Watchdog groups like Wood’s and Zuckerman’s, along with the New View Campaign, the National Women’s Health Network, Our Bodies Ourselves, and Pharmed Out wrote letters to the FDA and op-eds arguing that drug approvals should be based on science, not politics. Still, the coordinated effort to warn mainstream women’s organizations about Addyi’s safety risks and lack of efficacy was slow to get off the ground. One feminist health advocate recalled a meeting at a coffee shop one early morning the summer after Even the Score had been launched, at which several women’s health leaders and Sheppard agreed their disagreement would be civil.

“A lot of us who know and respect Audrey through the years, even though we disagreed with her on flibanserin, we were reluctant to actively work against her,” Zuckerman said. “By the time the campaign was created, we were too late,” Wood added. “The groups had already signed on.”

Wood, along with a coalition of advocates, has “pushed hard for there to be more transparency in the closed-door meetings that occur between industry and FDA,” in negotiating the Prescription Drug User Fee Act, which is up for renewal next year. Thanks to the act, the FDA’s Center for Drug Evaluation and Research, which oversees the drug approval process, now receives a majority of its funding from pharmaceutical companies, not taxpayers. hose fees have been “targeted at speeding up the review process,” says Wood, which has led to fears of conflicts of interest. “The priority is clearly faster review and faster approval,” she says, “so it certainly raises the concern that there might be undue influence.”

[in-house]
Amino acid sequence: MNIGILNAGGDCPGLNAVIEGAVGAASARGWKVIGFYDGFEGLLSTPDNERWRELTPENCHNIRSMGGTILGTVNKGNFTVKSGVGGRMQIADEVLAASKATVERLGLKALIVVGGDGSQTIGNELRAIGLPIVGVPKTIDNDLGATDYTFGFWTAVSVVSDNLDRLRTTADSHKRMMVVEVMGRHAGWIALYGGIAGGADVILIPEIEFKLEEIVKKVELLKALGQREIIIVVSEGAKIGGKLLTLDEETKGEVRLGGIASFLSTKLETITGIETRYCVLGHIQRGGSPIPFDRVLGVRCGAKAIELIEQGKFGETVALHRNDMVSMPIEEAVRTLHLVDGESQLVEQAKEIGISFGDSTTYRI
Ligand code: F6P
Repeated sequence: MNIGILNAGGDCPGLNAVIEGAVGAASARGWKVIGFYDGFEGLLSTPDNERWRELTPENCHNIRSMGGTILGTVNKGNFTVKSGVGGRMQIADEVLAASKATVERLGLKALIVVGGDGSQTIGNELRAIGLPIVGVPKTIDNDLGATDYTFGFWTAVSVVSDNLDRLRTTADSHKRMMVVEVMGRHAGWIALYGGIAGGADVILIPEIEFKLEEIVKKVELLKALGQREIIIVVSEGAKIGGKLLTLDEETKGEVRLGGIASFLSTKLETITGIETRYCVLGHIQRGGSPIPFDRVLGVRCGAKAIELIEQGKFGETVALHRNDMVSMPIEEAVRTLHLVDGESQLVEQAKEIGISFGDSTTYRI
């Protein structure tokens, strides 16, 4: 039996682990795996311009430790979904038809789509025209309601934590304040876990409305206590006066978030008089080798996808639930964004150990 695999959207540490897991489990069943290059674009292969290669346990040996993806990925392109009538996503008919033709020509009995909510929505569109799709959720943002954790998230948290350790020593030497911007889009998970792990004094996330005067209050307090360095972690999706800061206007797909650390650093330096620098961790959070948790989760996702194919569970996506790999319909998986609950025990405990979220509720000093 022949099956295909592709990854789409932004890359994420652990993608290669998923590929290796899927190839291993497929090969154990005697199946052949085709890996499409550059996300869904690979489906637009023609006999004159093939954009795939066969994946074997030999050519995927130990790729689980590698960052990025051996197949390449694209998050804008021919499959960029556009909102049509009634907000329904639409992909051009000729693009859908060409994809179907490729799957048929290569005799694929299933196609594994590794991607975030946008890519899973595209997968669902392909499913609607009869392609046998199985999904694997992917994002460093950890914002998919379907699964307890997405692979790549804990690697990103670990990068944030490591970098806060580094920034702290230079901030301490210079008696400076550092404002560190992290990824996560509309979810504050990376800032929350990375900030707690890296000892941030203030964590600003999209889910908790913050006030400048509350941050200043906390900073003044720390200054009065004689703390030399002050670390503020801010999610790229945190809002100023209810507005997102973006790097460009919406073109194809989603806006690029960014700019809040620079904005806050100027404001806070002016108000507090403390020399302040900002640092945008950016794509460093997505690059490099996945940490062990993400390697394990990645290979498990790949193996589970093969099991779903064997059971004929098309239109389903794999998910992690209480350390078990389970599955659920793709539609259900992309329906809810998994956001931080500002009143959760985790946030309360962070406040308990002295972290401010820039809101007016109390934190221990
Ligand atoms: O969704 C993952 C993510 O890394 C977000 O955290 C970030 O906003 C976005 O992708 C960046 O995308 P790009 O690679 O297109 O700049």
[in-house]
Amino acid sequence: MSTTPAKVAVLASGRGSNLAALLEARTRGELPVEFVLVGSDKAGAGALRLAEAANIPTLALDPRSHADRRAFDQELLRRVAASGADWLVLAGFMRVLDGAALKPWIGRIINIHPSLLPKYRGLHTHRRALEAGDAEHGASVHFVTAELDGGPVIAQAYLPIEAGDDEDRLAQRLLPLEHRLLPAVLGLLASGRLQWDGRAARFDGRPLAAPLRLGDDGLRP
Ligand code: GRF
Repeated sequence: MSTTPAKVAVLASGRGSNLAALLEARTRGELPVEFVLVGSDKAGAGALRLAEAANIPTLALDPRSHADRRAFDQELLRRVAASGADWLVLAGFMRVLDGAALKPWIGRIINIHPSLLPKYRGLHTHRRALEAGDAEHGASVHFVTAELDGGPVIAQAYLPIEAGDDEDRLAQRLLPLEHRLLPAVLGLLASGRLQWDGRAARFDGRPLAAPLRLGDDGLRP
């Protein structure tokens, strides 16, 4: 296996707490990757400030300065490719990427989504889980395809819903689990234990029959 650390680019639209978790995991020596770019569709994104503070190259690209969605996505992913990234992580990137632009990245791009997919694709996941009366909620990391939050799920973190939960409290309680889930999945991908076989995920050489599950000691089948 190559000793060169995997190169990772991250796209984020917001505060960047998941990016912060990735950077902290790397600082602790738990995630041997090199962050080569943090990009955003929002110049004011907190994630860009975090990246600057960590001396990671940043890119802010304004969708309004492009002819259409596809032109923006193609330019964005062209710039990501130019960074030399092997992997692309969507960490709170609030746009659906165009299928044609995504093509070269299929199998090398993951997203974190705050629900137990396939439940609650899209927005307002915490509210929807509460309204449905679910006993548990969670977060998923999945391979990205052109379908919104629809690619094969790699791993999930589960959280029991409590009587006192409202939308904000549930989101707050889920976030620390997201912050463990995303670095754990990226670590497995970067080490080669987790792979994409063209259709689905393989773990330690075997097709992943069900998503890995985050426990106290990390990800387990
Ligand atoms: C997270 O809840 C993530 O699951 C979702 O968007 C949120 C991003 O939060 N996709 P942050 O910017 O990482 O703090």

One example may be the “patient-focused” meeting that the FDA held for low desire in women in October 2014. These meetings, at which disease sufferers give often-emotional testimony about the impact on their lives, are usually reserved for life-threatening, incurable diseases like sickle cell anemia. The panels were packed with patients wearing matching teal scarves, some of whom acknowledged Sprout and Even the Score for paying their way. In the end, Addyi was approved for treating hypoactive sexual desire disorder, a disease that is no longer recognized by the DSM-5.

These days, the FDA seems to be approving almost everything. From January to August 2015 (when Addyi was approved), the agency cleared 96 percent of new drugs, and boasted about how many and how efficient the process has become. In 2010, when Addyi first went before the FDA (as flibanserin) that rate was 57 percent. According to a study by Harvard Medical School, since pharmaceutical companies started funding the FDA’s Center for Drug Evaluation and Research, drugs have a one in three chance of being slapped with a black-box warning or taken off the market for safety reasons. Sidney Wolfe, of government watchdog Public Citizen, advocates for a “seven-year rule” for drugs — consumers should wait that long before trusting an approved drug is safe, he says.

With only 4,000 prescriptions written since February, a monthly cost of $800, and many insurers refusing coverage, Addyi’s lasting legacy isn’t likely to be that of a game-changer for women. On the other hand, it may well be a test case for sped-up drug approval processes. In April, Zuckerman attended a hearing for Sarepta, a drug to treat a rare form of muscular dystrophy in children. It was tested in only 12 subjects, with no control group, and scientific reviewers gave a “scathing” review. (As part of the bargain for funding the FDA, certain drugs can now come up for approval without placebo-controlled clinical trials.) A thousand distraught parents attended the meeting and pushed for approval. “It’s quite clear to me that the company learned from the Even the Score campaign how to manipulate the FDA through patient advocacy,” says Zuckerman. “The companies have learned that even if they have lousy data, or lousy product, the way to get it approved is to get patients to advocate for it. And the patients don’t need to be particularly persuasive from a scientific point of view.”

As for billionaire Sprout founder Cindy Whitehead, who graced the cover of Entrepreneur magazine in January, her new venture is “The Pink Ceiling Foundation,” a consulting firm designed to help get female-focused products to market.

This article was reported in partnership with the Investigative Fund at the Nation Institute.